Caesalpinus, Andrew

, an eminent botanist and physician, was born at Arezzo, in the district of Florence, in 1519. He was educated under Luke Ghinus, superintendant of the public garden at Pisa, where he appears to have acquired his taste for botanical pursuits. There also he was appointed first professor of physic and botany in the university, and afterwards first physician to pope Clement VIII. a promotion which required his residence at Home, where he died in 1603. He described, says Dr. Pulteney, with exquisite skill, the plants of his own country, and left an herbarium of 768 species. He extended Gesner’s idea, and commenced the period of systematic arrangement. In his “Libri XVI de Plantis,” published in 1583, at Florence, he has arranged upwards of 800 plants into classes, founded, after the general division of the trees from herbs, on characters drawn from the fruit particularly, from the number of the capsules and cells; the number, shape, and disposition of the seeds; and from the situation of the corculum, radicle, or eye of t]ie seed, which he raised to great estimation. The orders, or subdivisions, are formed on still more various relations. On the other hand, the biographer of Linnceus remarks, that, though his genius was inventive, his knowledge of botany was neither original nor universal. He missed both leisure and opportunity. Clusius had discovered more fresh plants than he ever was acquainted with. His herbal did not contain nine hundred species, a fact fully proved by the Florentine botanist Micheli, who had it in his possession. A provision of this kind was too small to give a comprehensive view of botany, and the knowledge which Ca?salpinus acquired of the internal structure of plants was too defective | to point out the most perfect order. He was only directed by the fruit, and mostly by that part on which tlui shoots or germins repose. This system had its defects, but it brought CiEsalpinus much nearer to the truth, and he discovered more real similarities, more natural classes, than all the botanists who preceded, and many who followed him. His speculations in anatomy are still more ingenious. He describes very clearly the circulation of the blood through the heart, and was acquainted with the uses of the valves. Douglas thinks him entitled to equal praise with Harvey, who only completed what he had nearly achieved. He clearly, Douglas says, describes the contraction and dilatation of the heart, which is shewn from the following passage from his fourth book “Question um Peripateticarum.” “The lungs,” he says, “drawing the warm blood through a vein (the pulmonary artery) like the arteries, out of the right ventricle of the heart, and returning it by an anastomosis to the venal artery (the pulmonary vein) which goes to the left ventricle of the heart, the cool air being in the mean time let in through the canals of the aspera arteria, which are extended along the venal artery, but do not communicate with it by inosculations, as Galen imagined, cools it only by touching. To this circulation of the blood out of the right ventricle of the heart through the lungs into its left ventricle, what appears upon dissection answers very well: for there are two vessels which end in the right ventricle, and two in the left: but one only carries the blood in, the other sends it out, the membranes being contrived for that purpose.” His works on the practice of medicine have also their portion of merit. “Questionum Medicarum Libri ii.;” “De Facultatibus Medicamentorum Libri duo,” Venet. 1593, 4to; “Speculum Artis Medicae Hippocraticae, exhibens dignoscendos curandosque morbos, in quo multa visuntur, quae a prjcclarissimis medicis intacta relicta erant,Lyons, 1601-2-3, 3 vols. 8vo. 1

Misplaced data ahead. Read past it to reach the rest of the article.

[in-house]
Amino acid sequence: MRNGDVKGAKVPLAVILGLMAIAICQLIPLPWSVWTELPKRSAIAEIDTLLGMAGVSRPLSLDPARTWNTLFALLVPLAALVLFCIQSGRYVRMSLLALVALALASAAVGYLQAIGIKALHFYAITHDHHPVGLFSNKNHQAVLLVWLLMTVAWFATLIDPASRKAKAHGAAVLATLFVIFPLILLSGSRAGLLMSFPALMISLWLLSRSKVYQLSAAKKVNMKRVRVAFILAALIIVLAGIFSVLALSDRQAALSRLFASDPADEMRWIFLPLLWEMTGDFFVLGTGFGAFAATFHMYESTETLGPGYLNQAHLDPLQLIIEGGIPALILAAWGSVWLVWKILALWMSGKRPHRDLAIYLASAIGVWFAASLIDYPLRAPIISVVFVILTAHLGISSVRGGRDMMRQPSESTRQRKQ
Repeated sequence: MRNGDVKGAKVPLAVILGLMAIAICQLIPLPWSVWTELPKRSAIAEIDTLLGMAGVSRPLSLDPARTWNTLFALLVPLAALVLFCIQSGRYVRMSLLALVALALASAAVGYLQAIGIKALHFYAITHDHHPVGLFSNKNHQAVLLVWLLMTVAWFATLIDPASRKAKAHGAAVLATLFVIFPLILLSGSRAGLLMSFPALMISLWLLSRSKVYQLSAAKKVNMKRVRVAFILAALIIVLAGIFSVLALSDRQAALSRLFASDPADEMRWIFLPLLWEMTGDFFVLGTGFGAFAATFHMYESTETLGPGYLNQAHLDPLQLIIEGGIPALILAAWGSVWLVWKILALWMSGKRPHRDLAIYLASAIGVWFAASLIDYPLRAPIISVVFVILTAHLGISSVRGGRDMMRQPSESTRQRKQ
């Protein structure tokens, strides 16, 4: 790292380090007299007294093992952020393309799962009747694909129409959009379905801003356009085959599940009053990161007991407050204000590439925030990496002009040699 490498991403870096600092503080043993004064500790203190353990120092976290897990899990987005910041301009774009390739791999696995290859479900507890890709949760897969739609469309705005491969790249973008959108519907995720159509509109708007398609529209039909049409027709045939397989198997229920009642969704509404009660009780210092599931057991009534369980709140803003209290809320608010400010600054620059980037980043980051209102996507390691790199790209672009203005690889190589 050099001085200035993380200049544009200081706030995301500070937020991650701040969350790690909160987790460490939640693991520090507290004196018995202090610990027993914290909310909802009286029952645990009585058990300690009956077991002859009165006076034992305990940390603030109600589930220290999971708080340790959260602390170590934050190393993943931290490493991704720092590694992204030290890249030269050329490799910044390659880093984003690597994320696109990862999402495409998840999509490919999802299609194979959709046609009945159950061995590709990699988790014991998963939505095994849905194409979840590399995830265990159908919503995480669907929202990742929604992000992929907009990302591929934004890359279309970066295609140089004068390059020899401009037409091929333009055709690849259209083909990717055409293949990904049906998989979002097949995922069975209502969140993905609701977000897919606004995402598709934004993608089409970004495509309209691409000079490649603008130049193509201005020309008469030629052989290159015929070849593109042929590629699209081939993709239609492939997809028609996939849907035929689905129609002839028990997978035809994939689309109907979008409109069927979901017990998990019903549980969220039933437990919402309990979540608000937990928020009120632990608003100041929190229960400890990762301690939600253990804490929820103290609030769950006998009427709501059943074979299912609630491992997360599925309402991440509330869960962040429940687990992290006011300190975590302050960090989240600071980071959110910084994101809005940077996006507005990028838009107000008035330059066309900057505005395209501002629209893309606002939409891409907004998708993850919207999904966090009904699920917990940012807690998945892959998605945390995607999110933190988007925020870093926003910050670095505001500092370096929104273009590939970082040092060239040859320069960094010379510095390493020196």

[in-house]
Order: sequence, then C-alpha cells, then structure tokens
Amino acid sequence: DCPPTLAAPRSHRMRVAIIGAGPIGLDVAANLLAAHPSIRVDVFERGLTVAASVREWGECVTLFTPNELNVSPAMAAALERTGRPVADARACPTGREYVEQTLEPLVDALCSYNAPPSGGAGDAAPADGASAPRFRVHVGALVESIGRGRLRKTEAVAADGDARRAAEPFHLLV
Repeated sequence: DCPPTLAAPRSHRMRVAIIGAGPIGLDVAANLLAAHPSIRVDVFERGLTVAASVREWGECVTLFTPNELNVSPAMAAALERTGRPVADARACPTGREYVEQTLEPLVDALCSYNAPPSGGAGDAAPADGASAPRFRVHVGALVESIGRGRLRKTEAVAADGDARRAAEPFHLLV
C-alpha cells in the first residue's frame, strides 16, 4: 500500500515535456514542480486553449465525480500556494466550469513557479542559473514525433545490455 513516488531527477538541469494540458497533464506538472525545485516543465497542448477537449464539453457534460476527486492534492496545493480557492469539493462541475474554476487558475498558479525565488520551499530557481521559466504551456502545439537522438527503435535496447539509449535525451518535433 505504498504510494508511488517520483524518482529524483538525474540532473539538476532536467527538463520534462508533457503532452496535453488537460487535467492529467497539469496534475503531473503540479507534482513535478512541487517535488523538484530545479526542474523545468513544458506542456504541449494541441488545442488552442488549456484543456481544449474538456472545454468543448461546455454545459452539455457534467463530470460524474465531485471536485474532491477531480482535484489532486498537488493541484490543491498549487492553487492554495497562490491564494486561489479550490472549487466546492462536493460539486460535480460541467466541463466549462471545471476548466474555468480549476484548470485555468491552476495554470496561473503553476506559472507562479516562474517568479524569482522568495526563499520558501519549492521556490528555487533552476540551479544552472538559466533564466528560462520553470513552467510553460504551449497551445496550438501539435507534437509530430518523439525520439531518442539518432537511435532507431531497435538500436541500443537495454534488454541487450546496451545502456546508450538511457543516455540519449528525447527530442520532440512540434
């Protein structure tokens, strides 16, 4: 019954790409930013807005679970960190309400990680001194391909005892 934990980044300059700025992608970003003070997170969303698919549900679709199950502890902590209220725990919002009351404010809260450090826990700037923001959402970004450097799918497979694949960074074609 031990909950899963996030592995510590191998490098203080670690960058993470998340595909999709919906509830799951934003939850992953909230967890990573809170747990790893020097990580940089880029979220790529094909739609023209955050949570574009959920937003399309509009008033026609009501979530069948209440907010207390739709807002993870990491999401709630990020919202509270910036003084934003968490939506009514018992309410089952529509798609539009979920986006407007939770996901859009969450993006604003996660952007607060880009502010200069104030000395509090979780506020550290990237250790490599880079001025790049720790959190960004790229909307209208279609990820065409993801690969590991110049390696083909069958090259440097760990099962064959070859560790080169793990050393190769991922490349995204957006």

Haller and —Manget.Pulteney’s Botany.—Stoever’s Life of Linnæus, p. 60. —Gen. Dict.—Freheri Theatrum.